Millions of years ago, when dinosaurs still roamed the earth, and your Physics teacher had just evolved, some clever person came up with the concept of GCSE’s. Unfortunately for those of us in our last year of high school, the idea was very popular, and the evil letters G, C, S and E invade our lives very frequently to this very day. To make us even happier, ‘mock GCSE’s’ have also been devised, so if you haven’t taken them yet, the bad news is, you will have to do so soon.
You may think your mocks are not very important – WRONG!! The results you get in your mock exams will indicate which paper you will take, and your predicted grades for the real thing in June. Your acceptance to 6th form and college will also depend on your mocks (applications must be in by 2nd February by the way!), so you should be taking these exams very seriously.
OUR TIPS Begin revising seriously about 2 or 3 weeks before the exams start, to avoid having to panic the night before! Similarly, don’t start your revision programme too early because you will forget everything! Any work you do before that should be organising your notes and getting information from teachers.
Make yourself a revision timetable, so that you have a structured plan that you can stick to, therefore making your studies easier to cope with. Plan to revise a couple and be tested on a couple of different subjects each day.
By writing your own notes, you will be revising as you write, and it makes the notes in your school books easier to digest. Make a list of key words, learn important dates, references and diagrams, and put information into bullet points, rather than long paragraphs to enable you to remember more.
Swap your notes with your mates in the same class as you. This will help both of you decide what you have missed in your own notes, and it helps to understand other people’s interpretations of information. Test each other by picking out key words and references to aid revision.
Testing is the key to successful revision, so invest in a question and answer revision guide (available from WH Smith, Staples, Waterstones and other good bookshops). You could also ask your teacher for a past paper to help you practice good exam techniques.
Make sure you know exactly what you need to revise. In some subjects, especially science, you won’t need to revise everything you have covered in the course so far, so ask your teacher to tell you what bits you do and don’t need in your revision. Get them to check over the notes you have done to make sure you are on the right track.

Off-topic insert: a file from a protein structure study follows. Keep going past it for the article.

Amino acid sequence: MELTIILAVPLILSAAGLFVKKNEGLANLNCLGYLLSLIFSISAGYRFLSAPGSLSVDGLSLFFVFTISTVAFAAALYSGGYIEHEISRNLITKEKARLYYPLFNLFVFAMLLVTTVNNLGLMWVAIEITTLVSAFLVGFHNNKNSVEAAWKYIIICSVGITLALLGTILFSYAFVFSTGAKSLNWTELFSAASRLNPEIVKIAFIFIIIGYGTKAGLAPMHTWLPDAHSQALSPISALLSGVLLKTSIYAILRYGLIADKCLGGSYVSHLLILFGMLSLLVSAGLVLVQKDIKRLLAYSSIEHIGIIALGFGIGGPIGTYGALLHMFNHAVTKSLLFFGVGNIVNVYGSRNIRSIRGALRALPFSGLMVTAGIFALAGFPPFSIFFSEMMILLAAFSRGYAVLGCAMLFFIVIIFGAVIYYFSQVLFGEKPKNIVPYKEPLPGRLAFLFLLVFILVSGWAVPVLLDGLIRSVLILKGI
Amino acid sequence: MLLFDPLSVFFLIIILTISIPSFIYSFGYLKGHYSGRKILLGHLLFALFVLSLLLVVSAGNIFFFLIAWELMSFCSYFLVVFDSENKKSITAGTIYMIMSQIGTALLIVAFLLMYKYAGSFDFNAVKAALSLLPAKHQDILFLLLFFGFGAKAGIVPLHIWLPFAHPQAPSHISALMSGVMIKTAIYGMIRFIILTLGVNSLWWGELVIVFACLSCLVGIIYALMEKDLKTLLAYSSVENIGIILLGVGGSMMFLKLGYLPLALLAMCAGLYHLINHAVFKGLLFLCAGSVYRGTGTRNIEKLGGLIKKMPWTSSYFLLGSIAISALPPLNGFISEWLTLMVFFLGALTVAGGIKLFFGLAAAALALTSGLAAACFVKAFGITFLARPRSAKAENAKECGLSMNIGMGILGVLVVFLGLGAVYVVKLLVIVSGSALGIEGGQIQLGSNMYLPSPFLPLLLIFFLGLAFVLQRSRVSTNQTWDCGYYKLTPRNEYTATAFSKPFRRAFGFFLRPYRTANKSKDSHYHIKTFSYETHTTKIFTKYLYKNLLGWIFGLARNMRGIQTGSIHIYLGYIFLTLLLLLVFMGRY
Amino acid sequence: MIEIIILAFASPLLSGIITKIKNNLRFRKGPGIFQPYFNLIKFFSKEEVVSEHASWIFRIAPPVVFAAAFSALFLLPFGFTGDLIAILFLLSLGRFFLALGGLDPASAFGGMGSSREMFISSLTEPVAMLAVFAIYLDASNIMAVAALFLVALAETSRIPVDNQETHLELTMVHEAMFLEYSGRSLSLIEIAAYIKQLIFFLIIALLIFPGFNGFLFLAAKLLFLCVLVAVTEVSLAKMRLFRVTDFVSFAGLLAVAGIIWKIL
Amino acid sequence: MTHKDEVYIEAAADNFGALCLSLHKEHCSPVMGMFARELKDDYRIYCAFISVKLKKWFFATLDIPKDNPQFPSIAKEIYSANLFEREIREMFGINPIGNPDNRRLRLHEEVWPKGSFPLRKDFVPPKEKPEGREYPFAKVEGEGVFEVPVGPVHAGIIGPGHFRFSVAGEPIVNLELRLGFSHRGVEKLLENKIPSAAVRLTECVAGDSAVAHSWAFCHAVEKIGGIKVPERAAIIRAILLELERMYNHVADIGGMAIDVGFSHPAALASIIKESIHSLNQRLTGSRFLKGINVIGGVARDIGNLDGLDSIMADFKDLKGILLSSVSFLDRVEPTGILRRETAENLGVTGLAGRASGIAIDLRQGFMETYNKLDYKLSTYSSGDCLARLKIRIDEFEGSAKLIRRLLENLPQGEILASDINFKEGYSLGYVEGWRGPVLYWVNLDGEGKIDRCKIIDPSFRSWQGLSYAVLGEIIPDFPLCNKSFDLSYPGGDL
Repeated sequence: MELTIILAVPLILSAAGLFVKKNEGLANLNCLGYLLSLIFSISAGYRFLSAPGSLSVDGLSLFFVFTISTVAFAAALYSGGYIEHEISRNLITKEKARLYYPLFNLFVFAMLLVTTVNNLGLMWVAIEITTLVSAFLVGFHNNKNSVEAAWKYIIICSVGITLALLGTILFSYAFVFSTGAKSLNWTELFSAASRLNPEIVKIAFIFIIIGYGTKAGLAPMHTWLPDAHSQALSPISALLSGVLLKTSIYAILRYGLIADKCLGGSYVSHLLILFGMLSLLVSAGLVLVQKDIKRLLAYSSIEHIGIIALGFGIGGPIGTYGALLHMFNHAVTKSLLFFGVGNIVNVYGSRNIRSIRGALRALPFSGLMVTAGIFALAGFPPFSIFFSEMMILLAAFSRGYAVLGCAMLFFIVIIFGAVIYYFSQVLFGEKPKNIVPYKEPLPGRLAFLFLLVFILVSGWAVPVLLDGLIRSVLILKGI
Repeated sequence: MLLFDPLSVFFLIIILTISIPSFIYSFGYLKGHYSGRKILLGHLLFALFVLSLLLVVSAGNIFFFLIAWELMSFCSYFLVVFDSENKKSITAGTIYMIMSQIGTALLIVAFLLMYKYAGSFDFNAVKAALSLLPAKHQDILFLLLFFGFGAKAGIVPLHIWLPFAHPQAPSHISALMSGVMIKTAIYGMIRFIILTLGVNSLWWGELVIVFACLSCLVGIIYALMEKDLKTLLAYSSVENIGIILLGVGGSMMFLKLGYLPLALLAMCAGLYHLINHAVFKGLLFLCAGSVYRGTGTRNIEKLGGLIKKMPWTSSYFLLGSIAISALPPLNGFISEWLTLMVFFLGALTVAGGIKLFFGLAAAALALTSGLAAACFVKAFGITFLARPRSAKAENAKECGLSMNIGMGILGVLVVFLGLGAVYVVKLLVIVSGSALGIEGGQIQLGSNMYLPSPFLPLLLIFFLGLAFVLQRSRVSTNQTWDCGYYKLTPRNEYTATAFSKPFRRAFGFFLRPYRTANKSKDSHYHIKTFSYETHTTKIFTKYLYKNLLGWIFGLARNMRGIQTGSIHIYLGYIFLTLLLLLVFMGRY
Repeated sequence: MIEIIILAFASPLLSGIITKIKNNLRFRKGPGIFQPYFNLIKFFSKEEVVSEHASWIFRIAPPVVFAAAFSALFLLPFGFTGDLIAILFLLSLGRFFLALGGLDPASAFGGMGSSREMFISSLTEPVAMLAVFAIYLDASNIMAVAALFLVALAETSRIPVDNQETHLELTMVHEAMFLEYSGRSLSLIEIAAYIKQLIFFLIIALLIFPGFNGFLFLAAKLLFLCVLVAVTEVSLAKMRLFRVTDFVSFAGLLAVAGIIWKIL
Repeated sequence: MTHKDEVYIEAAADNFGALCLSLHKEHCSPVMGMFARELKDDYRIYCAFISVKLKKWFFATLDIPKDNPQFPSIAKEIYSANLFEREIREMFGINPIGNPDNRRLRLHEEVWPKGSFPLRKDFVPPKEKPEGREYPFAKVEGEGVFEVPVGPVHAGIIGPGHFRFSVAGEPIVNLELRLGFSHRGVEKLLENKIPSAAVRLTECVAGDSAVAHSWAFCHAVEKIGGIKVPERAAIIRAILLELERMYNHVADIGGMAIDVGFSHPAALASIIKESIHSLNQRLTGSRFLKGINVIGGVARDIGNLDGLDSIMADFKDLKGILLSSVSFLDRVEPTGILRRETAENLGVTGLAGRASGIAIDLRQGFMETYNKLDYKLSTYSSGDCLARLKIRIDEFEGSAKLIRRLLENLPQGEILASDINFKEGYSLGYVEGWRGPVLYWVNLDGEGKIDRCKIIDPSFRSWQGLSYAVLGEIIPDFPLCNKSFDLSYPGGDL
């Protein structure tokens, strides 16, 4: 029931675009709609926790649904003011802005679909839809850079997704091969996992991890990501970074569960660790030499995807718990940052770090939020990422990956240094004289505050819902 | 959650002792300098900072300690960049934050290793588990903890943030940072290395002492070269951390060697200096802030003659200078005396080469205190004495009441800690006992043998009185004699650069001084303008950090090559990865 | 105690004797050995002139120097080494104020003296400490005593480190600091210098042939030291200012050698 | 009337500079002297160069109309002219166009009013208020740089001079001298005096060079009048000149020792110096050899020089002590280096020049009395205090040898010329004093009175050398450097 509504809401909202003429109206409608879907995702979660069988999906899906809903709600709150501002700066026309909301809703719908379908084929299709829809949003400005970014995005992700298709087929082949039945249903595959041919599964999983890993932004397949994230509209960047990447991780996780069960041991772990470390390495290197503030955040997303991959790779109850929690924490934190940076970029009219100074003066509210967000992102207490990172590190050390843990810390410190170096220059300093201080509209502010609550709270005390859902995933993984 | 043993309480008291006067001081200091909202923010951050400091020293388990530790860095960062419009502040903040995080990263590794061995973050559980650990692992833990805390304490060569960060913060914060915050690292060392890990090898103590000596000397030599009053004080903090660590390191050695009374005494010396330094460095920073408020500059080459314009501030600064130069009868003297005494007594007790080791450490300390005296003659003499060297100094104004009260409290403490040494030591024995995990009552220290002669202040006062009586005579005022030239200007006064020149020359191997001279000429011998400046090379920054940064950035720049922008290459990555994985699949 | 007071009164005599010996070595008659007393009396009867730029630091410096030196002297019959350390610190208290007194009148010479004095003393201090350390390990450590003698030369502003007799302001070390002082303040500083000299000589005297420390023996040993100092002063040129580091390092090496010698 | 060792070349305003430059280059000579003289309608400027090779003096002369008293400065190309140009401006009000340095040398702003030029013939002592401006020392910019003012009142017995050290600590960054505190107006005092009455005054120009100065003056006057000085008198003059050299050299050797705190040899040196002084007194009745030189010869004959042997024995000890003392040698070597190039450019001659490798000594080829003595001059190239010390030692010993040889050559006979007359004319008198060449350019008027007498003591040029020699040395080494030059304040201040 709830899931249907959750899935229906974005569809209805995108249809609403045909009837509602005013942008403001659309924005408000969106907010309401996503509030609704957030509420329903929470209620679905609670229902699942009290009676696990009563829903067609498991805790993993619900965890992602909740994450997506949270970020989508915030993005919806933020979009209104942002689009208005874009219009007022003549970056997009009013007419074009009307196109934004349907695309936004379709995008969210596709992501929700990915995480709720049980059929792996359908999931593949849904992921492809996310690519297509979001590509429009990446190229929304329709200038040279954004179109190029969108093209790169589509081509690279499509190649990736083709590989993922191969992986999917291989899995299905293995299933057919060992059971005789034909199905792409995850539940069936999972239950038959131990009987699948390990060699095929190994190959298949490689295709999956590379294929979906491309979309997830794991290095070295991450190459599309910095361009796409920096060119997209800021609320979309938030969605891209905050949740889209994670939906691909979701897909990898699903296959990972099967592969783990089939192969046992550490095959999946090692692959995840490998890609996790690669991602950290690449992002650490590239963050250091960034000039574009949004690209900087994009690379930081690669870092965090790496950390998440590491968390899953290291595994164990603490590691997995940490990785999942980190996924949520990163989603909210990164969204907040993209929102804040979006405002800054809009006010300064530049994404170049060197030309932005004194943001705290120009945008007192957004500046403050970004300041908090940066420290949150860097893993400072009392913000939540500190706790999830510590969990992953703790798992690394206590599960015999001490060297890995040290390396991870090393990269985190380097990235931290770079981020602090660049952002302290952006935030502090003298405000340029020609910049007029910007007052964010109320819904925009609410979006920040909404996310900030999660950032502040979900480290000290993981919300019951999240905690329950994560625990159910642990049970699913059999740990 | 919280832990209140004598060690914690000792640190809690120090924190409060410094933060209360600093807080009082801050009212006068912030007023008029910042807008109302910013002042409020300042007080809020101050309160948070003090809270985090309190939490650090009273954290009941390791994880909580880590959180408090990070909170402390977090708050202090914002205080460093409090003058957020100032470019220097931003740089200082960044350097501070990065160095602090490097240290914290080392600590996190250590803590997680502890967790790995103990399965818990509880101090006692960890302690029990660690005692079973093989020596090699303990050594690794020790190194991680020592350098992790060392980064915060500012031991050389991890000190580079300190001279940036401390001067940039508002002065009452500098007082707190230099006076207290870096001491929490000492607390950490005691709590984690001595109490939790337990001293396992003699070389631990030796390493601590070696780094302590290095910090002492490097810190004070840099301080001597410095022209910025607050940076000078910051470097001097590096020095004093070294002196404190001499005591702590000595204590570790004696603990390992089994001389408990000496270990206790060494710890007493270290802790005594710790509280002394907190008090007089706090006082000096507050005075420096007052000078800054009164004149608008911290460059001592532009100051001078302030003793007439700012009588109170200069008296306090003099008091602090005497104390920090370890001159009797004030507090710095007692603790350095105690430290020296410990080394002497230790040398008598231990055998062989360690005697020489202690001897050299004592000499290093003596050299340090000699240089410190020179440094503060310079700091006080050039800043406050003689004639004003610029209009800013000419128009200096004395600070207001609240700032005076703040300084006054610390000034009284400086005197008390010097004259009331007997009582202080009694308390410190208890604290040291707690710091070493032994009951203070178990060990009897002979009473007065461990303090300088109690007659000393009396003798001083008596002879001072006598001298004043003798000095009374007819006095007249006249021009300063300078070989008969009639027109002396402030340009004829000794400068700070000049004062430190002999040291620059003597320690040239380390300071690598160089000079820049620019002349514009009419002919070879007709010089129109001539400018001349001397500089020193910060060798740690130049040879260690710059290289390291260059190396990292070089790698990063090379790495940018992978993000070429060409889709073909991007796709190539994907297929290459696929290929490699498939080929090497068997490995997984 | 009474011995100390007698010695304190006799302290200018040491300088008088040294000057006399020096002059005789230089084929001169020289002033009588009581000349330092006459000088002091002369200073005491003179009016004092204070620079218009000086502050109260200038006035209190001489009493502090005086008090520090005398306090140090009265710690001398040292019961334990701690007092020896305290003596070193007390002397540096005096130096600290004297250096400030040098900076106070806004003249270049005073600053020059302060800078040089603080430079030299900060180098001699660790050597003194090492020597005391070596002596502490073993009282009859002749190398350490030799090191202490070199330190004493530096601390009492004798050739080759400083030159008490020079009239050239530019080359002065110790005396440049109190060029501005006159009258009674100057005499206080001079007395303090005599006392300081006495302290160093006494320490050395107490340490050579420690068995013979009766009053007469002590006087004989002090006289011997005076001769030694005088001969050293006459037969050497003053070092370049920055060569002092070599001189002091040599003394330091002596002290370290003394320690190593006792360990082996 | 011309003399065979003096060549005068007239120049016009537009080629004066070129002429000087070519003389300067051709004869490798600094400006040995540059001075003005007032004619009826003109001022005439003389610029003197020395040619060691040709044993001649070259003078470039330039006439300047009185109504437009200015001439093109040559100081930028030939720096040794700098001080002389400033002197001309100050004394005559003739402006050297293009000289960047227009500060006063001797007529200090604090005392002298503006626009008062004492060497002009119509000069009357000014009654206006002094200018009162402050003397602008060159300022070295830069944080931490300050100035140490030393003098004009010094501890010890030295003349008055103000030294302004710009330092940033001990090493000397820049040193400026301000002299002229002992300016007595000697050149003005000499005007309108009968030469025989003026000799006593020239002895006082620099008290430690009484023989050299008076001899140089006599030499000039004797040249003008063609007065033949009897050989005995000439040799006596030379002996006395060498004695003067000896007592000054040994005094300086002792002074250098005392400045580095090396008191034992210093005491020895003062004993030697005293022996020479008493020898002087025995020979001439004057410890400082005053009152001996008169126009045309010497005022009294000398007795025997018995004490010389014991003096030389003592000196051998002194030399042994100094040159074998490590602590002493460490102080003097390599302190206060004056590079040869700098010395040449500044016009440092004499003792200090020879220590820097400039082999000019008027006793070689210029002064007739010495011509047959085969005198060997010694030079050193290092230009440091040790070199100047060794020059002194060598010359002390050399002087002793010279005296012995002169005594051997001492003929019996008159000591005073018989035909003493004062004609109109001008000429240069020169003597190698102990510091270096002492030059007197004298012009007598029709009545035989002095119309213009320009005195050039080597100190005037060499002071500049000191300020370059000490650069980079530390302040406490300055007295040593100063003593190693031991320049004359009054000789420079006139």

If you’re unsure about anything, you must ask your teacher – it’s their job to keep you as a student informed. Language exams can be particularly complicated, so know what you’re supposed to be doing before you get into the exam hall, rather than after.
Know where you’re sitting. Most schools will have a quick practice before any major exams, so remember the person in front and behind you, and your candidate number, and you should be OK.
Bring everything you need. Pack your bag the night before the exam after revising. Remember that you need a clear pencil case for every exam, a calculator for maths and science, a dictionary for language exams, anthology and texts for english and coloured pencils for technology exams. Getting organised the night before will ensure you are slightly more relaxed on the morning of the exam!
On the day, get to the exam hall early if you can so that you can get settled, or if you are on study leave use it wisely – not too little, not too much.
If you follow these guidelines the amount of revision you have to do in June will be far less, and if you do well in these exams it will give you the confidence boost you need to succeed in your final GCSE’s.
GOOD LUCK! from www.samlearning.co.uk www.bbc.co.uk/revision www.letts-education.com